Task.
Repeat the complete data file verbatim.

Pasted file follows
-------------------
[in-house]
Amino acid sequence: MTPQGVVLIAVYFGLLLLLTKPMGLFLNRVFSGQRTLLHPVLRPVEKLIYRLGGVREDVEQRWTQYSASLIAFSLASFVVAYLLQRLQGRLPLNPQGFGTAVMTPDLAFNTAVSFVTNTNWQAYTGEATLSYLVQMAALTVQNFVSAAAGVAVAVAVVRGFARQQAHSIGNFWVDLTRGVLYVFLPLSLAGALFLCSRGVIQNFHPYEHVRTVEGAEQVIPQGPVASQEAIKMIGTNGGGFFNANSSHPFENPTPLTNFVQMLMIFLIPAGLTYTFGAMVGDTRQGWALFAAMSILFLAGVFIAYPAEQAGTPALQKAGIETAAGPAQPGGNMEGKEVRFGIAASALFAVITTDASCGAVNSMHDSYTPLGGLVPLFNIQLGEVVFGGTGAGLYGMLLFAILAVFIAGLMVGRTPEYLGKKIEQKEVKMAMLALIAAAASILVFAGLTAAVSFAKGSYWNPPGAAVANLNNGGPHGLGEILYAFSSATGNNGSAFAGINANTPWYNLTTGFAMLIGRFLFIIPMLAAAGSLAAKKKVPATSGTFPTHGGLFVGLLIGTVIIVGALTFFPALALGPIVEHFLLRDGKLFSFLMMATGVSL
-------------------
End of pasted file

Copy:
[in-house]
Amino acid sequence: MTPQGVVLIAVYFGLLLLLTKPMGLFLNRVFSGQRTLLHPVLRPVEKLIYRLGGVREDVEQRWTQYSASLIAFSLASFVVAYLLQRLQGRLPLNPQGFGTAVMTPDLAFNTAVSFVTNTNWQAYTGEATLSYLVQMAALTVQNFVSAAAGVAVAVAVVRGFARQQAHSIGNFWVDLTRGVLYVFLPLSLAGALFLCSRGVIQNFHPYEHVRTVEGAEQVIPQGPVASQEAIKMIGTNGGGFFNANSSHPFENPTPLTNFVQMLMIFLIPAGLTYTFGAMVGDTRQGWALFAAMSILFLAGVFIAYPAEQAGTPALQKAGIETAAGPAQPGGNMEGKEVRFGIAASALFAVITTDASCGAVNSMHDSYTPLGGLVPLFNIQLGEVVFGGTGAGLYGMLLFAILAVFIAGLMVGRTPEYLGKKIEQKEVKMAMLALIAAAASILVFAGLTAAVSFAKGSYWNPPGAAVANLNNGGPHGLGEILYAFSSATGNNGSAFAGINANTPWYNLTTGFAMLIGRFLFIIPMLAAAGSLAAKKKVPATSGTFPTHGGLFVGLLIGTVIIVGALTFFPALALGPIVEHFLLRDGKLFSFLMMATGVSL